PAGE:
One of the unfortunate things that comes with the wisdom of age is the realization that some things will never change. The bad news here is, of course, that poverty and political high jinks, and greed continue along at their unaffected pace. The good news, however, is that some things, albeit very few, do actually change. Witness the rapid impact of technology on all things in this culture. I'm constantly reminded how kids in the high school classroom have never lived in a world without computers and cell phones.
Recently, I've noticed that the shift in technology has moved into my dream life, with cell phones and now smart phones making appearances in the theater of the night on a regular basis. Like older motifs, I find that the phone becomes suddenly inoperable, or crumbles in my hands. On other occasions, I can't find the numbers for keys, and now and again I don't know my number or the one I'm trying to reach. I keep thinking to myself during these dreams why didn't I write them down. Of course, that's the new reality, we don't write things like phone numbers down any more. I'm sure there are more than a few folks out their who don't even know their own phone number any more.
I've already taken a stand for books. I like their feel and smell and the color of their covers. I like using bookmarks and occasionally finding things I've stuck between the pages.
One of the things I used to do regularly as a college student working in the research library at UCLA was re-shelf books. With some particularly interesting or old volumes, it was not uncommon to find things left in these books by readers from times past. I once found a pocket calendar from 1929 with an illustration of a Union Oil gas station and a wonderful depiction of a fancy car waiting for service. But of all the things, the one I recall most fondly is a dried fern pressed between the pages of a thick book. It had turned completely white. Like lace carefully hidden out of sight and away from light it remained for years. I later framed it with a poem I'd written and gave it to an old flame. Wish I had kept it now. Hopefully, it's mystery still burns brightly somewhere.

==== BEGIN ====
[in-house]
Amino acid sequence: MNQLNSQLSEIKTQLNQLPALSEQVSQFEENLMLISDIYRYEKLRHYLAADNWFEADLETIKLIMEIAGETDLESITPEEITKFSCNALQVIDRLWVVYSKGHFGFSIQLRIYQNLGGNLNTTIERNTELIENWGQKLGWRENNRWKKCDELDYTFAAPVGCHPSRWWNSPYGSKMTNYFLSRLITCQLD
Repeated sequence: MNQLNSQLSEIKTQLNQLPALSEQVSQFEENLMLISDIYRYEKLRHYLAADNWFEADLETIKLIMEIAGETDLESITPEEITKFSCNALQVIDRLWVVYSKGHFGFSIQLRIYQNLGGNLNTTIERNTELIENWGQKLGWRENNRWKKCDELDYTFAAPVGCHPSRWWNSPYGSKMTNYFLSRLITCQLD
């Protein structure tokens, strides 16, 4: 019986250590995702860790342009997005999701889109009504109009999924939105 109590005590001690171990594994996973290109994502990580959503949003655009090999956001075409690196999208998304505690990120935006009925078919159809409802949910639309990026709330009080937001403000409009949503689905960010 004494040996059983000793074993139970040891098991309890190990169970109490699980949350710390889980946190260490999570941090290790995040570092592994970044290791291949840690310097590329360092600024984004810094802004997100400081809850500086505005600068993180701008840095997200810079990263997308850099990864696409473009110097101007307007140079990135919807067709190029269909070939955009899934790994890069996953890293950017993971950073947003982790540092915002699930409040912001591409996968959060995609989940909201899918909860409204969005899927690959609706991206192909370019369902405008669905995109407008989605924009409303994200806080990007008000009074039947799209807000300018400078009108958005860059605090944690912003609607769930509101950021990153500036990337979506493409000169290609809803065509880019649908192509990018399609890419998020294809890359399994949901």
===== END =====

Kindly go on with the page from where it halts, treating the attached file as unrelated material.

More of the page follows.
It's the music thing I have the most difficulty with. Not because I can't figure out how to download something or avail myself of wonderful web sites like Pandora or I-Tunes. What bugs me is that I don't seem to go to a particular place to listen to music or handle the records or disks anymore. Oddly enough, most of the music I enjoy these days plays while I am driving. That's not too bad. Yet, I find when I'm at this keyboard, I don't seem to be listening to as much music. Shakespeare warned about the reality of not having enough music in our lives. Me thinks I'll put more energy into finding a way to make that happen.
I may never be around to draw any meaningful conclusions about what and how this rapid technological shift will all play out, but I do see some writing on some walls. I wonder too if the day will come when we actually say let's go back to the old way of doing this. Last week I could see the advantage of writing on a board...a white board because chalk boards are rare these days... I used to think it's like having a massive billboard in your classroom. Lots of possibilities too with brainstorming, having kids get up out of their seats and participate, and, of course writing and spelling words and putting sentences together and drawing diagrams and all the other spur of the moment things that can go on a board. The blackboard..chalkboard...white board...will one day be the virtual board. It's already happening.